frame|The Holy and wonderworking icon of '''Panagia Soumela''' or '''Panagia Soumeliotissa''', painted by the hand of St. [[Apostle Luke|Luke the Evangelist]].]]
The Holy and wonderworking icon of '''Panagia of Soumela''' or '''Panagia Soumeliotissa''' was painted by the hand of St. [[Apostle Luke|Luke the Evangelist]] according to tradition.
The name “Soumela” comes from the Greek phrase “Stou Mela” (i.e. “at mount Melas”) and consequently signifies a particular locality in [[w:Pontus|Pontus]]. In the Pontic Greek dialect it is pronounced “sou Mela”. Hence the meaning, “Panagia at Mt. Mela”.
The icon predates the historic [[w:Sümela Monastery|Monastery of Panagia Soumela]] (386-1923), which was built at [[w:Trabzon|Trapezounta]] in Pontus, on a high rock, at which the holy icon was kept for centuries.
==Origin of the Icon==
==Panagia Soumela Monastery==
At some point two Athenian monks were called by the Virgin to follow the ''Panagia Athiniotissa'' from the Church in Athens to Mount Mela in Pontus of Asia Minor, a region in current day Turkey. They were St. Barnabas, and his acolyte St. Sophronios.
At Mt. Mela, the icon was found in a cave at the end of the fourth century A.D. A monastery was built at this place to the glory of God, and the icon was renamed '' 'Panagia Soumela'.'' The monastery was inaugurated by the Bishop of [[w:Trabzon|Trapezounta]] in 386 A.D. During the decline of the Byzantine Empire, the monastery served as a centre of education. The monastery was pillaged many times but was always rebuilt, with the latest construction occurring around 644 A.D.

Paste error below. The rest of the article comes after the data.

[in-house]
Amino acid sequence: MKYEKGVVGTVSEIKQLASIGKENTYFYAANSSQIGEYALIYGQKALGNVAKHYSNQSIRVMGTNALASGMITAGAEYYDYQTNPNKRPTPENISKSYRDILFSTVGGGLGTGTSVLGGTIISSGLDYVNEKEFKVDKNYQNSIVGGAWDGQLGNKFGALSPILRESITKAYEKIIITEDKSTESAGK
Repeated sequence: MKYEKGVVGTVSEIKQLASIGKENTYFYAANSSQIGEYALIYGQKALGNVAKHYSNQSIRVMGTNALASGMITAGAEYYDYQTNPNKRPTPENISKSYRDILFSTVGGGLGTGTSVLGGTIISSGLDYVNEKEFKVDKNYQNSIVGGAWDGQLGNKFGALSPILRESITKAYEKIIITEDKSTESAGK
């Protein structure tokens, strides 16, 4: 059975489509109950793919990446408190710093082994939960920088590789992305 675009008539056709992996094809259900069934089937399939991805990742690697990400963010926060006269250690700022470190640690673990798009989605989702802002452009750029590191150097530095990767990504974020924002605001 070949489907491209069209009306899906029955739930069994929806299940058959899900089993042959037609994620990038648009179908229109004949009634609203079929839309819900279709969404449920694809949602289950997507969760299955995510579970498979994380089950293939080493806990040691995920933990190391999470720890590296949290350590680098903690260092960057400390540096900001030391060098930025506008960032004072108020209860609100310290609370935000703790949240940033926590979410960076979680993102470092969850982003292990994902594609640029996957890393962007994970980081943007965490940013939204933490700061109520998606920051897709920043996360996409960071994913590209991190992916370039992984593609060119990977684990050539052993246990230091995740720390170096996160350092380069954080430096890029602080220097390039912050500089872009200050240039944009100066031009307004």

Trapezounta was occupied by the Turks in 1461 and so was the monastery. Despite these difficult times, the monks remained in the monastery unshaken in their faith and tradition.
==New Monastery of Panagia Soumela in Greece==
In 1950, Dr. [[w:Filon Ktenidis|Philon Ktenides]] encouraged fellow Pontic Greeks in Greece to build a new church for Panagia Soumela. The church was built on a site amid the Macedonian mountains in Greece. This sight was Kastania of Vermio. It was chosen because it reminded Dr Ktenides of the wild and natural beauty of the heights of Mt. Mela in Turkey.
At the moment, the Church is triune, meaning that it also has two chapels, dedicated to St. [[Apostle John|John the Theologian]], and our Holy Godbearing Father St. [[David of Euboea]] (Evia). Many Pontic Greeks flock to the Greek Orthodox parish of East Keilor every year on [[August 15]].
* Kon Bouzikos. ''[http://pontosworld.com/index.php?option=com_content&task=view&id=1464&Itemid=98 The History of the icon of Panagia Soumela]''. Pontus World.
* Fr. Antōnios G. Krinas. ''[http://trove.nla.gov.au/work/27837787?selectedversion=NBD24778044 Panagia Theotokos: 110 icons, 40 feasts and paraklisis].'' North Dandenong, Vic.: A. Krinas, 1998. 144pp. ISBN 0958587108
Original [[w:Sümela Monastery|Panagia Soumela Monastery]], in [[w:Trabzon Province|Trabzon Province]], modern Turkey. ::''(New Monastery of Panagia Soumela is in the village of Kastania, in Macedonia, Greece, housing the original wonderworking icon of Panagia Soumela)''
* [[w:Saint Christopher of Trebizond|Saint Christopher of Trebizond]]
* ''[http://www.greekorthodoxmonastery.org/MAGAZINE%20ENG.pdf Panaghia Soumela: Periodical Publication of Paracletos Monastery].'' Abbeville, South Carolina. December 2008, 1st issue.
[[Category:Icons of the Theotokos]]